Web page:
Life can only be understood backwards; but it must be lived forwards.
— Soren Kierkegaard
It seems to me that a human life is like a tree,
but lived in reverse.
As children, we are as bright green leaves,
fragile miracles, proof of the perenniality of life,
playfully dancing on the wind,
eagerly and indiscriminately soaking up
the abundance of the world,
holding onto life only by virtue of the strength of our parents,
drawing sustenance from roots
whose depths we cannot fathom.
In our adolescence, we are like twigs,
still green with youth,
taking on the form, but not yet the substance, of our parents,
bending to every breeze,
yet straining to grow into something more solid.
In our early adulthood, we are as the branches of the tree,
still somewhat pliable,
but with thicker skin,
stretched between the generation of our children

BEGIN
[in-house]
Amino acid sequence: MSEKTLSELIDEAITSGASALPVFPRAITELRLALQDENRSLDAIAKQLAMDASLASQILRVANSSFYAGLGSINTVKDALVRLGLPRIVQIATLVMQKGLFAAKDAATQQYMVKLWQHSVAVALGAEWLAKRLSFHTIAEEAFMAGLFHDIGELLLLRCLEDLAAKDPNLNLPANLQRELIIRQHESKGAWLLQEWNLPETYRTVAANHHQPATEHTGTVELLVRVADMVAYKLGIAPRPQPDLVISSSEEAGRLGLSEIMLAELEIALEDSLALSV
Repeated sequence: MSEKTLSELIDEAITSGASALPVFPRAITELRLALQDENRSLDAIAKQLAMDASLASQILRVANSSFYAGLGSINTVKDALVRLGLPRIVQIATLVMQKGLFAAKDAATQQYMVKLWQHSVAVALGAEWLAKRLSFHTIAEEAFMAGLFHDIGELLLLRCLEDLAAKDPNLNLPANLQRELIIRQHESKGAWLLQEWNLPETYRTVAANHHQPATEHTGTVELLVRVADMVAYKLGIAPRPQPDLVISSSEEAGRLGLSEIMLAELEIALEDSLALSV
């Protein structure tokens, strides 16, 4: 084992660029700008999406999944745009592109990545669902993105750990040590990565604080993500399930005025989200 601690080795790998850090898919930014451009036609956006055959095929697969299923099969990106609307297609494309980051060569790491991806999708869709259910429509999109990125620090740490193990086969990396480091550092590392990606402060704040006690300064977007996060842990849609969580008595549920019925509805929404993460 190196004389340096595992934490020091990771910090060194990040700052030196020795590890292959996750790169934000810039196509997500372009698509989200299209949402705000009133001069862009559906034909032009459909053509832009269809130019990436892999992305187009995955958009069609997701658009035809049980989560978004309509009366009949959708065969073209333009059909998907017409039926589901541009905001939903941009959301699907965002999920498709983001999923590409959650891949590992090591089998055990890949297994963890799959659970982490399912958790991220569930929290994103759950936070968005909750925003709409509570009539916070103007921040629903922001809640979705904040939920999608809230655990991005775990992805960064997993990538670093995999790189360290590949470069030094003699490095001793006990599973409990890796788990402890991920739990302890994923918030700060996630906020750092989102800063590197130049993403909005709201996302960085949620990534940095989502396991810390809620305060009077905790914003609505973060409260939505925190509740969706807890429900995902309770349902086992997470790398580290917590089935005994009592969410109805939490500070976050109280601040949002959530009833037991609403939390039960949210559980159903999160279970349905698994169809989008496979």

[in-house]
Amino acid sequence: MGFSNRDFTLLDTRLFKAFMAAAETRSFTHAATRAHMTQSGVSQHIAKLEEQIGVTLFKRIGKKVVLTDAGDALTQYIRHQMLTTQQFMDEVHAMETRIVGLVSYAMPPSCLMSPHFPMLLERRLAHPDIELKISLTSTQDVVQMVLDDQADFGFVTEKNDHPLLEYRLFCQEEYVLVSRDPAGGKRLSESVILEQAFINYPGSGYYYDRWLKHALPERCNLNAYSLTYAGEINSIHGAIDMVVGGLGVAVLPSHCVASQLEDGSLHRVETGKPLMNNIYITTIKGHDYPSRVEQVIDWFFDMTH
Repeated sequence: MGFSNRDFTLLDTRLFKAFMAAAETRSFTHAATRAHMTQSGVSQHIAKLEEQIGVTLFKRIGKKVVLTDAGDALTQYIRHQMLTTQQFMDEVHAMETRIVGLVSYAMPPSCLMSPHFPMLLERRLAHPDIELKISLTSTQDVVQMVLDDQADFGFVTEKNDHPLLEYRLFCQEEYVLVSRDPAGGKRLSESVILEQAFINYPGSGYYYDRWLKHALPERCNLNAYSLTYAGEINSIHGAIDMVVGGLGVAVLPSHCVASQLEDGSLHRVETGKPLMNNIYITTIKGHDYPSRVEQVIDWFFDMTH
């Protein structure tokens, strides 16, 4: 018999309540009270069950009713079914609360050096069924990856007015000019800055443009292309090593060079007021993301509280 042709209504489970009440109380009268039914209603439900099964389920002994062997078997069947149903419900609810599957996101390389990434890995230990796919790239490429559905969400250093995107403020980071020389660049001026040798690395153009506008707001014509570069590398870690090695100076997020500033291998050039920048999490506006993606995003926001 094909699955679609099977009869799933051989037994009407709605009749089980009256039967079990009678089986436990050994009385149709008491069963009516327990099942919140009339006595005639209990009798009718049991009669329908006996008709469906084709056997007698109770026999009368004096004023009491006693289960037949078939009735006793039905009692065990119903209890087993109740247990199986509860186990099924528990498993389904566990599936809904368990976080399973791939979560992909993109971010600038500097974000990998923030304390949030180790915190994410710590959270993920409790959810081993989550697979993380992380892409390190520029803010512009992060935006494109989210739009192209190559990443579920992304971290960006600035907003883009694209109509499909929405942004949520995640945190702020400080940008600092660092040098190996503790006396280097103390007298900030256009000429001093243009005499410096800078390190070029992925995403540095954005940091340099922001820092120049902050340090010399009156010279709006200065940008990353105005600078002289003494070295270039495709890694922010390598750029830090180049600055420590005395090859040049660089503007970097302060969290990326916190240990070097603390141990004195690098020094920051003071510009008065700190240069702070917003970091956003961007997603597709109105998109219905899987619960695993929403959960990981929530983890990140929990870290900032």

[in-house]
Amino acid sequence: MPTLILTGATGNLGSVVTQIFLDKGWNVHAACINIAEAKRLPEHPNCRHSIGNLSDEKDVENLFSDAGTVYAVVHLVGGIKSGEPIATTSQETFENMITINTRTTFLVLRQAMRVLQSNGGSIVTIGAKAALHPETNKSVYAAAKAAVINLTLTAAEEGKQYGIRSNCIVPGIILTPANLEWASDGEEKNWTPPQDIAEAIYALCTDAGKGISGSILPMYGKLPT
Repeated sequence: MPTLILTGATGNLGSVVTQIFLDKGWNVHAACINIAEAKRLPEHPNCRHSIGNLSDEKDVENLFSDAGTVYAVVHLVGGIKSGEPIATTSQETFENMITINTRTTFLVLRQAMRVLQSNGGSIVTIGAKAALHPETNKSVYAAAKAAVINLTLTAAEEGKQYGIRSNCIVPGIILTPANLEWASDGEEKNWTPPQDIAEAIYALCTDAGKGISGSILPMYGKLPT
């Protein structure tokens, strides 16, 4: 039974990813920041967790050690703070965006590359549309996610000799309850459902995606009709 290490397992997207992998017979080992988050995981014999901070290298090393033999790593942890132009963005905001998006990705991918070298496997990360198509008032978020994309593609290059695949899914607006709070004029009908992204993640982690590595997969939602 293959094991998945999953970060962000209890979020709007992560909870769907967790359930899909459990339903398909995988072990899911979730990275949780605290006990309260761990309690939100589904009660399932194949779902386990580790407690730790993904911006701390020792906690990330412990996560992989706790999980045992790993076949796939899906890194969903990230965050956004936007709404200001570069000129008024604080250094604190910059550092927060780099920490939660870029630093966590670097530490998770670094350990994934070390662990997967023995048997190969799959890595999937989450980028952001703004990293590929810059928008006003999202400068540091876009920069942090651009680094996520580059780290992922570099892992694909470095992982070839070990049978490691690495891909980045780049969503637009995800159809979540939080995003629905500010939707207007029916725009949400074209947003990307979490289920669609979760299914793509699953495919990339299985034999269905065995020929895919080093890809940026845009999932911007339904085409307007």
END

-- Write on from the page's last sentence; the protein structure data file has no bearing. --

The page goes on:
and the generation of our parents,
drawing nourishment from both, leaf and trunk,
and giving nourishment to both.
In late adulthood, we are like the trunk of the tree,
sturdy like tradition,
bending only to the greatest events in history,
holding the scattered branches of the generations together,
feeling the closeness of the earth
and those who lie beneath it.
And when we die, we pass beneath the earth,
no longer seen and no longer seeing,
we pass from thick roots to fine root hairs,
remembered for a time, and then barely, and then not,
but continuing always to nourish the tree,
from the sturdy trunk to the least of the tender leaves.